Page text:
Weekly Web Harvest for 2020-03-29
- What Everyone’s Getting Wrong About the Toilet Paper Shortage
Georgia-Pacific, a leading toilet paper manufacturer based in Atlanta, estimates that the average household will use 40% more toilet paper than usual if all of its members are staying home around the clock. That’s a huge leap in demand for a product whose supply chain is predicated on the assumption that demand is essentially constant. It’s one that won’t fully subside even when people stop hoarding or panic-buying.
- SOUR ‘????? (Hibi no neiro)’ – YouTube
I always end up looking for this video and it takes me a while to find it. Now you’ve seen it to.
That Isn’t a Mistake – dy/danBut the vast majority of the work we label “mistakes” is students doing exactly what they meant to do. We just don’t understand what they meant to do. Teaching effectively means I need to know what a student knows and what to ask or say to help her develop that knowledge. Calling her ideas a mistake transforms them from a window into her knowledge into a mirror of my own, and I am instantly less effective. Influencers Are Faking Brand Deals – The AtlanticThe owner of one sunglasses brand, who asked to remain anonymous so as not to alienate anyone in the influencer community, said the practice has put him in a tough position as a stream of mid-level influencers post mediocre-quality sponsored content seemingly on his behalf, without his approval or control. Byrne’s EuclidA reproduction of Oliver Byrne’s celebrated work from 1847 plus interactive diagrams, cross references, and posters designed by Nicholas Rougeux Federal court says NY ban on nunchucks unconstitutionalThe ruling went over the history of the ban, and said it “arose out of a concern that, as a result of the rising popularity ‘of ‘Kung Fu’ movies and shows,? ‘various circles of the state’s youth’ — including ‘muggers and street gangs’ — were ‘widely’ using nunchaku to cause ‘many serious injuries.’” ??? […]
What’s Next for Hack EducationI am hoping that the shift away from compiling all the goings-on for that weekly news round-up will give me more time to think deeply and critically about education and technology, instead of perpetually being enraged by how many terrible and silly things are marketed as “solutions” by folks who just want to sell a product or service – some aware, some unaware that their very well-funded load of futurist bullshit is pretty damn dystopian. —best wishes to Audrey as I couldn’t do more than skim those weekly round-ups because I found them so deeply depressing The Chaos – Gerard Nolst Trenité classic English poem containing about 800 of the worst irregularities in English spelling and pronunciation. Why Data Is Never Raw – The New Atlantis “Raw data is both an oxymoron and a bad idea; to the contrary, data should be cooked with care.” “Raw” carries a sense of natural or untouched, while “cooked” suggests the result of cognitive processes. But data is always the product of cognitive, cultural, and institutional processes that determine what to collect and how to collect it. In this sense, “raw data” is indeed a contradiction in terms. In the ordinary use of the term “raw data,” “raw” signifies that no processing was performed following data collection, but the term […]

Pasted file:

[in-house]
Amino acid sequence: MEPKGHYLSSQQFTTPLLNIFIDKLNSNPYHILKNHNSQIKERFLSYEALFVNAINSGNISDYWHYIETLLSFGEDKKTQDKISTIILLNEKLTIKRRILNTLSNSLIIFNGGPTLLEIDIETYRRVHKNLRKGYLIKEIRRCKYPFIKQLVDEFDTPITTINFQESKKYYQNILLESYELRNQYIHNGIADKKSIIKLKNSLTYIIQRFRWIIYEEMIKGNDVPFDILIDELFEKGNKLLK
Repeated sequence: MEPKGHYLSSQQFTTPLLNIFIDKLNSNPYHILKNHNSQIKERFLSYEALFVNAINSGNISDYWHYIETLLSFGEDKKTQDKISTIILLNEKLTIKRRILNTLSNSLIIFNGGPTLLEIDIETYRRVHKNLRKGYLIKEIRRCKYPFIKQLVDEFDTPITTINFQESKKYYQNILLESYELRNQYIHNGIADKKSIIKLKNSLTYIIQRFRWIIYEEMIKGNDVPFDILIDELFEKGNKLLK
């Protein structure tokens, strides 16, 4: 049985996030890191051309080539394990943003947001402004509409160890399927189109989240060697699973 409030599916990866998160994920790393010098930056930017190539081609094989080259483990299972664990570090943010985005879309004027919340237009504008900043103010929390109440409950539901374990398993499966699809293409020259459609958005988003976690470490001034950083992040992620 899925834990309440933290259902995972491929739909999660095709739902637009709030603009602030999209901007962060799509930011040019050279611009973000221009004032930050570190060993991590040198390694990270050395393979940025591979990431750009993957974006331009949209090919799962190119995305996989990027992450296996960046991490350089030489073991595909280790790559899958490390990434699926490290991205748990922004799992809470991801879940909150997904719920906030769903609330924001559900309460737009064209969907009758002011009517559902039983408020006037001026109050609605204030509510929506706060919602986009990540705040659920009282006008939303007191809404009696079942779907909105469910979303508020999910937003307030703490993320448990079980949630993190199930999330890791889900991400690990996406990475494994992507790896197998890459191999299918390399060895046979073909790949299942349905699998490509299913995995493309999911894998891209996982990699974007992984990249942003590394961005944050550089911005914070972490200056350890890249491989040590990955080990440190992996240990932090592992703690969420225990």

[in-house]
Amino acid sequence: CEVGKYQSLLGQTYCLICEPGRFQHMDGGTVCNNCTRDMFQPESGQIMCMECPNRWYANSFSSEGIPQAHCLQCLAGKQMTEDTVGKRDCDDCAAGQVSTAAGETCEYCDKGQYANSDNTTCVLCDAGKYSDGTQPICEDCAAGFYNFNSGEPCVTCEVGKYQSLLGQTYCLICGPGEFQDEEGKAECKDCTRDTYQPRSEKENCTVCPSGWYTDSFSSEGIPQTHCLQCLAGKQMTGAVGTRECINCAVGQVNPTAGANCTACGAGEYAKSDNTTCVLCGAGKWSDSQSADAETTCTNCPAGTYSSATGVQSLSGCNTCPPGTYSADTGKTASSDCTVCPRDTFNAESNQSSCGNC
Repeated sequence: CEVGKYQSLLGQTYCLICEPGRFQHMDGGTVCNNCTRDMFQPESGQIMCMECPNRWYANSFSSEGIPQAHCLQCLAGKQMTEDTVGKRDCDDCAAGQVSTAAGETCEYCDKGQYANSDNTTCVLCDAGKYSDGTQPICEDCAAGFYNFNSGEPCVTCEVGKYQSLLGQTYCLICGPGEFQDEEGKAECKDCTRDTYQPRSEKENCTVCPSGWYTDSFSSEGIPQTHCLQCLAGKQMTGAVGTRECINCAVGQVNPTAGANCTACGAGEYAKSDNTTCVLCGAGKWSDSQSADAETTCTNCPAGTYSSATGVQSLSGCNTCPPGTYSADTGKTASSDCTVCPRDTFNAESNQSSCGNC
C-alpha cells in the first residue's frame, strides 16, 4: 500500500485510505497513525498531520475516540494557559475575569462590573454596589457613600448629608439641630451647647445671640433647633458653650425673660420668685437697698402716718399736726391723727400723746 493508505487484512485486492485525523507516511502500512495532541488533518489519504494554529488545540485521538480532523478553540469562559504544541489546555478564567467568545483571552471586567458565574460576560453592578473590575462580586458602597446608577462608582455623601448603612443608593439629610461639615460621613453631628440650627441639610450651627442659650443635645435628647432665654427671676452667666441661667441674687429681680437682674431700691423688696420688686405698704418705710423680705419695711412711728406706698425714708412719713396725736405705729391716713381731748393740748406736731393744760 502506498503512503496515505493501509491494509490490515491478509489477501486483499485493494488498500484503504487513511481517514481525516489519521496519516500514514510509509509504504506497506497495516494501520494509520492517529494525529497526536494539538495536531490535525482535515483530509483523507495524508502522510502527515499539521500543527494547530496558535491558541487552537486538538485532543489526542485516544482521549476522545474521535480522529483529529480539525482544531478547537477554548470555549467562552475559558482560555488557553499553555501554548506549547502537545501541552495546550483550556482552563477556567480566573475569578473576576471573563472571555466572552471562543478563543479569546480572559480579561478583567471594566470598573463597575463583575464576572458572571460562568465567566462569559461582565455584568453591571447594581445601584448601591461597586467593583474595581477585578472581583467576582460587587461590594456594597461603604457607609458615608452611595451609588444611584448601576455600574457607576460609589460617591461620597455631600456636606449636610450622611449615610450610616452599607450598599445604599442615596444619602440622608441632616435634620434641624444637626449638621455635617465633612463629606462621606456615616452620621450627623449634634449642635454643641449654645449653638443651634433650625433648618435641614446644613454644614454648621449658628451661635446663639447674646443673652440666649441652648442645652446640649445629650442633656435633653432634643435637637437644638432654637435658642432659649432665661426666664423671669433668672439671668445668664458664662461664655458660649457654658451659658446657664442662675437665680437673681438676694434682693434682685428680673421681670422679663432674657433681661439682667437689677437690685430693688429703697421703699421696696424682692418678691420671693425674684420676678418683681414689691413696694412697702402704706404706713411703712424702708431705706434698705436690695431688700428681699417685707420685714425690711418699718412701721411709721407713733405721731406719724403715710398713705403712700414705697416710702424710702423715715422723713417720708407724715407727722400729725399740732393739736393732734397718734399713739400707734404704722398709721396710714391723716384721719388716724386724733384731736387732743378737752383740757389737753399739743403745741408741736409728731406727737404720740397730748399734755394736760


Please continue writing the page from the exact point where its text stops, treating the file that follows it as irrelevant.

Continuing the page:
Please Consider My Application to Give You Labor So I Can Stay Alive – McSweeney’s Internet TendencyIf you look at my résumé, I think you’ll find that I have extensive relevant experience that I could bring to the table after onboarding. In the formative years of my life, I attended primary school in exchange for not being detained per truancy laws in my home state; I then matriculated to college, where I cut my teeth going to classes in exchange for a framed sheet of cardstock that was a prerequisite for submitting this application. The Pizza Effect – Futility ClosetThe pizza example continues to “echo” between the Italian and American cultures: American tourists sought out “authentic” (non-American) pizza in Italy, and the Italians met the demand by creating brick-oven pizzerias. The Americans then carried these back to their own country. Stephen Jenkins of Humboldt State University writes, “Hence, Americans met their own reflection in the other and were delighted.” xkcd: SpreadsheetsPretty much my life . . . I thought I was being ‘blacklisted’ by university colleagues, so I demanded to see their emails | The Independent Firstly, my eminent and influential PhD supervisor had let it be widely known that they thought I was an unpleasant person, impossible to work with, fundamentally stupid, and that I definitely shouldn’t be doing […]